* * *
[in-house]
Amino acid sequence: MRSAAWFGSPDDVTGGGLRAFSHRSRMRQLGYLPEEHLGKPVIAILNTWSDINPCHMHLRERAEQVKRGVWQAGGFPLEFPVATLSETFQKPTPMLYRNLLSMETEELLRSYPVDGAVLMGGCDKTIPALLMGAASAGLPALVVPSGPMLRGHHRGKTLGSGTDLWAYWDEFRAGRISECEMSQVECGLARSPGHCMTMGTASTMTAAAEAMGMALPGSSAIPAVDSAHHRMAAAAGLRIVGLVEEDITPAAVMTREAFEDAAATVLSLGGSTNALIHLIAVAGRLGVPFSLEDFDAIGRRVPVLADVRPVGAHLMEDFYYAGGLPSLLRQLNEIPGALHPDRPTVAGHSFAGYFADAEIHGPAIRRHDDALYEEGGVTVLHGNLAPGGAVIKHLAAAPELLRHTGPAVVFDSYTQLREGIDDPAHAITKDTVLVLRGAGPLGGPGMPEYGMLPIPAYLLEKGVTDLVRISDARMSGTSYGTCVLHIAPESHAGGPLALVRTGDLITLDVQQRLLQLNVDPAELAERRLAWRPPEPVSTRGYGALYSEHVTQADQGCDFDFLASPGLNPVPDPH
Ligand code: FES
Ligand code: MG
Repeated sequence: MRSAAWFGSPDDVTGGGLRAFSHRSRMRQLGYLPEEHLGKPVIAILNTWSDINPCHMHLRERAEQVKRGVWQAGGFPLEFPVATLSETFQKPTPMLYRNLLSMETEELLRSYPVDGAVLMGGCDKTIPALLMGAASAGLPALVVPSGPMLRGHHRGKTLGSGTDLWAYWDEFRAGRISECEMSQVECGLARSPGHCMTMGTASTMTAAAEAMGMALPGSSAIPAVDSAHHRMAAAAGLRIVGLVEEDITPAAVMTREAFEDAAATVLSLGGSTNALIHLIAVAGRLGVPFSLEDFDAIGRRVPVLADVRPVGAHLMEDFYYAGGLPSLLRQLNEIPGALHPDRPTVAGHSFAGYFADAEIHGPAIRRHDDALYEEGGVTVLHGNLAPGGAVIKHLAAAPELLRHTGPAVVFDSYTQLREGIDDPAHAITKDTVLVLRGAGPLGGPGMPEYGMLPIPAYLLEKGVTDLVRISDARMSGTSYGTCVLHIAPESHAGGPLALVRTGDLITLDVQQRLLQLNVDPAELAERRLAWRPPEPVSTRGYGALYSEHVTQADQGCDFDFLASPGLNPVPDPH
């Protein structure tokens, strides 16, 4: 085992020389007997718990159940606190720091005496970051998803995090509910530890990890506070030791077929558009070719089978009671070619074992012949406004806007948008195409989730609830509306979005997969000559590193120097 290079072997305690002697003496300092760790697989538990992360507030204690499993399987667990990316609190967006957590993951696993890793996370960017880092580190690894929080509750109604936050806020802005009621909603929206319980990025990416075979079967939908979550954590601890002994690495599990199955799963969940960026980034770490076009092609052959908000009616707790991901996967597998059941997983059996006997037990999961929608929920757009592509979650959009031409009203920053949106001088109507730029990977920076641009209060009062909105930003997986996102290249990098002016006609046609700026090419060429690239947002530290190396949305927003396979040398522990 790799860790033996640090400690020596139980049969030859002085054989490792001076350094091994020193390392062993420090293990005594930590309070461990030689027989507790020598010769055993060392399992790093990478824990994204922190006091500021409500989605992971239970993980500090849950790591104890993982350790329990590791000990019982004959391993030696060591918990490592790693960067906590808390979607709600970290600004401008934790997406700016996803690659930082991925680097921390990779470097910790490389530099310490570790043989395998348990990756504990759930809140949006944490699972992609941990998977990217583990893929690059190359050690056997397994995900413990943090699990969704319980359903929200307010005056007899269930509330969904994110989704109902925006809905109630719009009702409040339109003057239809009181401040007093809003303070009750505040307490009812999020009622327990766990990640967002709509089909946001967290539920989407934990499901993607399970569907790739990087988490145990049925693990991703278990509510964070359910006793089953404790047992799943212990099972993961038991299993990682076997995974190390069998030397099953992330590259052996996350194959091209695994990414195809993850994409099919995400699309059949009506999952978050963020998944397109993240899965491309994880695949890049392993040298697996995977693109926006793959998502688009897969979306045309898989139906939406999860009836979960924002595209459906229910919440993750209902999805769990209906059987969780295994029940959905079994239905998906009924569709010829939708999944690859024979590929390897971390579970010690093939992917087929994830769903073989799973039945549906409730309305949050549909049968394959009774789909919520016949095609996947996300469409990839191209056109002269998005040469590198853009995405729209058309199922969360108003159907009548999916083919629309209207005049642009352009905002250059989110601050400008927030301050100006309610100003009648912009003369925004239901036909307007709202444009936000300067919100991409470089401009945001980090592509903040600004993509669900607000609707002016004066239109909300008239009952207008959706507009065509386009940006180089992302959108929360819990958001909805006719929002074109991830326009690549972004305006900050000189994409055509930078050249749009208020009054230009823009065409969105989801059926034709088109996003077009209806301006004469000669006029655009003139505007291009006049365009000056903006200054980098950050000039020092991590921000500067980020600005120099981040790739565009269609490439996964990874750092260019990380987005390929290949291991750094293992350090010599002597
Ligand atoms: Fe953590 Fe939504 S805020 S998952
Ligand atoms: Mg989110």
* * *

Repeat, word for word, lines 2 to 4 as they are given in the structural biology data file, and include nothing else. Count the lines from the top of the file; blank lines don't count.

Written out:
Amino acid sequence: MRSAAWFGSPDDVTGGGLRAFSHRSRMRQLGYLPEEHLGKPVIAILNTWSDINPCHMHLRERAEQVKRGVWQAGGFPLEFPVATLSETFQKPTPMLYRNLLSMETEELLRSYPVDGAVLMGGCDKTIPALLMGAASAGLPALVVPSGPMLRGHHRGKTLGSGTDLWAYWDEFRAGRISECEMSQVECGLARSPGHCMTMGTASTMTAAAEAMGMALPGSSAIPAVDSAHHRMAAAAGLRIVGLVEEDITPAAVMTREAFEDAAATVLSLGGSTNALIHLIAVAGRLGVPFSLEDFDAIGRRVPVLADVRPVGAHLMEDFYYAGGLPSLLRQLNEIPGALHPDRPTVAGHSFAGYFADAEIHGPAIRRHDDALYEEGGVTVLHGNLAPGGAVIKHLAAAPELLRHTGPAVVFDSYTQLREGIDDPAHAITKDTVLVLRGAGPLGGPGMPEYGMLPIPAYLLEKGVTDLVRISDARMSGTSYGTCVLHIAPESHAGGPLALVRTGDLITLDVQQRLLQLNVDPAELAERRLAWRPPEPVSTRGYGALYSEHVTQADQGCDFDFLASPGLNPVPDPH
Ligand code: FES
Ligand code: MG